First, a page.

Chencho Dema | Punakha

Chimi Om, 47, is a resident of Changyuel village in Punakha. Chimi grows rice and vegetables and looks after horses almost all day long these days. The horses, however, are not hers. She doesn’t own one. She is keeping guard of her fields.

With hundreds of horses straying in the Punakha valley, farmers like Chimi are angry with the highlanders who let their beast of burden roam free, often getting free rides on the fresh and tender spinach gardens. “Sometimes I feel like I am the owner as I have to keep my eyes on the horses,” Chimi says jokingly. But she often confronts the owners and makes them pay. “I fight with the highlanders almost every year, but I make them pay for my loss too.”

Chimi’s neighbor Sonam Choden said she gave up arguing with the Lunaps. “There is no purpose because I cannot continue to fight with them for so long. Tomorrow will be the same as today,” she said.

Many Punakha’s residents share similar events. The free-roaming animals cause traffic jams frequently besides straying into vegetable fields. Stench of fresh horse dung fills the air when the animals move in the herd. Police had recorded hit-and-run accidents involving animals. According to Punakha police, two horses were killed in 2022 and 2021. They said there could have been more as many incidents go unreported because owners sometimes have no idea what happened to their animals.

Two incidents of horses trespassing and damaging residents’ haystacks were reported to police in 2022. Most of the issues are mutually resolved after receiving compensation.

Highland horses in the lowland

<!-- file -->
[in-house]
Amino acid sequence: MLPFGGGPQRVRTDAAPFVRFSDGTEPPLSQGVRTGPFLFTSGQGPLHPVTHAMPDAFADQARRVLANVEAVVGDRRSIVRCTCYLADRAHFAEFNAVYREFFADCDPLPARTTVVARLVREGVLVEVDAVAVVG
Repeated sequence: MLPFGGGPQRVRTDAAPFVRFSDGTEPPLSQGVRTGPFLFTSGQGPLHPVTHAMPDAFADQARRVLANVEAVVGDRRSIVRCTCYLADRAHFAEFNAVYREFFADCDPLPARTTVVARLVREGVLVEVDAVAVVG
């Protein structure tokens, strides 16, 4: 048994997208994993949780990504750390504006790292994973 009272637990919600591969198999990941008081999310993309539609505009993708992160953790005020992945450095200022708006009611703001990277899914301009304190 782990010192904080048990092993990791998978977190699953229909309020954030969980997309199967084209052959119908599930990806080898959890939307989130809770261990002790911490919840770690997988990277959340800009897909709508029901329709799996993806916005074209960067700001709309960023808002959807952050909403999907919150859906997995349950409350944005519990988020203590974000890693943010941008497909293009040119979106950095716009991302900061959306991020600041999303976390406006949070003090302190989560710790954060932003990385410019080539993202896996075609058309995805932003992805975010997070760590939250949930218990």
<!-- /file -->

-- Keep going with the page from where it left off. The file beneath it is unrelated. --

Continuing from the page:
Every late autumn or winter, the highlanders of Lunana migrate to Punakha with their horses to avoid the harsh winter. They spend the winter months in the warmer valleys of Punakha and Wangdue where they also let loose their animals to graze freely. Without designated pasturelands, the animals enter the fields causing problems to farmers.

While some residents willingly let the highlanders camp in their fields along with their animals for manure, many are not happy with the intrusion. Each highlander family comes with between seven and nine horses and stays in Punakha for about three months.

According to Lunana Gup Kaka, highlanders migrating to Punakha is an age-old norm.  He said he is aware of the problem. “It is challenging for the highlanders to keep track of the animals since there are too many horses to care for or monitor,” he said.

The gup said that highlanders are asked to take care of the horses every time they move down to Punakha. While there are conflicts, the horses must be brought down to the valley during winter because there is no pasture area available in Lunana for them to graze on.

After Cordyceps collection was legalized in 2004, the number of horses increased as highlanders could afford more horses. A good mule could cost between Nu 100,000 and Nu 150,000.

According to the Lunana Gup, there are about 500 to 600 horses in Punakha. In contrast, the Layaps’ horses are dispersed along the Punakha-Gasa route and some are in Gasa, but it is unknown how many are in Punakha.

Laya Gup Tshewang said there are currently no reports of Layap horses causing issues in Punakha.

A Lunap said that while they acknowledge the problem, not all horses are let loose without care. “Our horses stray into the fields, but we compensate for the damage,” he said.